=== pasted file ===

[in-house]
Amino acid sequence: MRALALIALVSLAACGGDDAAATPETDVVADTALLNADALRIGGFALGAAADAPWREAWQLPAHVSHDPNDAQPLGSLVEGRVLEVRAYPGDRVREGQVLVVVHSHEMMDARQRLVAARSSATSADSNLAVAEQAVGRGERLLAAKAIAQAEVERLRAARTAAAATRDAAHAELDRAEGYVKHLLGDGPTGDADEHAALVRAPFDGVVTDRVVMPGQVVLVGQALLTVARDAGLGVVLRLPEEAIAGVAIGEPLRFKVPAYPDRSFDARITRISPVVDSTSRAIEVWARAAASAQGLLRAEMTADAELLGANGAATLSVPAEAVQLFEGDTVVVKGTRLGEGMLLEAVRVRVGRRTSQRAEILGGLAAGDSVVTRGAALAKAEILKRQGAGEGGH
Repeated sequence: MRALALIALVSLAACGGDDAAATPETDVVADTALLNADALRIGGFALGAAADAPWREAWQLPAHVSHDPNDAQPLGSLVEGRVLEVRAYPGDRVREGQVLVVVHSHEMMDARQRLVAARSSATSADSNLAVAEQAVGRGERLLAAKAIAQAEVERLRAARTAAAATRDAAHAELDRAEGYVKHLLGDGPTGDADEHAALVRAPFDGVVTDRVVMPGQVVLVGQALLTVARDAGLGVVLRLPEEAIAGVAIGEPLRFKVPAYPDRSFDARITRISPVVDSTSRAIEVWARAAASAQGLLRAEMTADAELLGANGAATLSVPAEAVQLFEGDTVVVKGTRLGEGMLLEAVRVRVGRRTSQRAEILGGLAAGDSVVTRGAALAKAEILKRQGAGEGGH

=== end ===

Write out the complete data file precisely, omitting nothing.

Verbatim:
[in-house]
Amino acid sequence: MRALALIALVSLAACGGDDAAATPETDVVADTALLNADALRIGGFALGAAADAPWREAWQLPAHVSHDPNDAQPLGSLVEGRVLEVRAYPGDRVREGQVLVVVHSHEMMDARQRLVAARSSATSADSNLAVAEQAVGRGERLLAAKAIAQAEVERLRAARTAAAATRDAAHAELDRAEGYVKHLLGDGPTGDADEHAALVRAPFDGVVTDRVVMPGQVVLVGQALLTVARDAGLGVVLRLPEEAIAGVAIGEPLRFKVPAYPDRSFDARITRISPVVDSTSRAIEVWARAAASAQGLLRAEMTADAELLGANGAATLSVPAEAVQLFEGDTVVVKGTRLGEGMLLEAVRVRVGRRTSQRAEILGGLAAGDSVVTRGAALAKAEILKRQGAGEGGH
Repeated sequence: MRALALIALVSLAACGGDDAAATPETDVVADTALLNADALRIGGFALGAAADAPWREAWQLPAHVSHDPNDAQPLGSLVEGRVLEVRAYPGDRVREGQVLVVVHSHEMMDARQRLVAARSSATSADSNLAVAEQAVGRGERLLAAKAIAQAEVERLRAARTAAAATRDAAHAELDRAEGYVKHLLGDGPTGDADEHAALVRAPFDGVVTDRVVMPGQVVLVGQALLTVARDAGLGVVLRLPEEAIAGVAIGEPLRFKVPAYPDRSFDARITRISPVVDSTSRAIEVWARAAASAQGLLRAEMTADAELLGANGAATLSVPAEAVQLFEGDTVVVKGTRLGEGMLLEAVRVRVGRRTSQRAEILGGLAAGDSVVTRGAALAKAEILKRQGAGEGGH